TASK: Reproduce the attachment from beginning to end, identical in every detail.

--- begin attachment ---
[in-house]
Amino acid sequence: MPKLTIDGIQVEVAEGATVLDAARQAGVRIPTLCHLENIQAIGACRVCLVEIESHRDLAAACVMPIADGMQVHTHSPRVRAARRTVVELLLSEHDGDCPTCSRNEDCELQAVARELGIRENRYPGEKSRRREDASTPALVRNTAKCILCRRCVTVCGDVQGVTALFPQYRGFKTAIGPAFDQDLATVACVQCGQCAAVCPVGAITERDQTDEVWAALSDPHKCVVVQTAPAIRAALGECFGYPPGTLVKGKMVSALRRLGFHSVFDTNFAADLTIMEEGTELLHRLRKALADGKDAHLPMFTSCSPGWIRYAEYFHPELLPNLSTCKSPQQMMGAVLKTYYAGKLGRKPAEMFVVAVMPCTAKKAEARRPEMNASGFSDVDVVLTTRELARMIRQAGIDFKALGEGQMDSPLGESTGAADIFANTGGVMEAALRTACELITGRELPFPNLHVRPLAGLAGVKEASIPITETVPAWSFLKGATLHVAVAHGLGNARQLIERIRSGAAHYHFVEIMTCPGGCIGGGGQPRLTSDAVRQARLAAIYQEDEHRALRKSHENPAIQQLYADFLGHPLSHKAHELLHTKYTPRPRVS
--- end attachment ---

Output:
[in-house]
Amino acid sequence: MPKLTIDGIQVEVAEGATVLDAARQAGVRIPTLCHLENIQAIGACRVCLVEIESHRDLAAACVMPIADGMQVHTHSPRVRAARRTVVELLLSEHDGDCPTCSRNEDCELQAVARELGIRENRYPGEKSRRREDASTPALVRNTAKCILCRRCVTVCGDVQGVTALFPQYRGFKTAIGPAFDQDLATVACVQCGQCAAVCPVGAITERDQTDEVWAALSDPHKCVVVQTAPAIRAALGECFGYPPGTLVKGKMVSALRRLGFHSVFDTNFAADLTIMEEGTELLHRLRKALADGKDAHLPMFTSCSPGWIRYAEYFHPELLPNLSTCKSPQQMMGAVLKTYYAGKLGRKPAEMFVVAVMPCTAKKAEARRPEMNASGFSDVDVVLTTRELARMIRQAGIDFKALGEGQMDSPLGESTGAADIFANTGGVMEAALRTACELITGRELPFPNLHVRPLAGLAGVKEASIPITETVPAWSFLKGATLHVAVAHGLGNARQLIERIRSGAAHYHFVEIMTCPGGCIGGGGQPRLTSDAVRQARLAAIYQEDEHRALRKSHENPAIQQLYADFLGHPLSHKAHELLHTKYTPRPRVS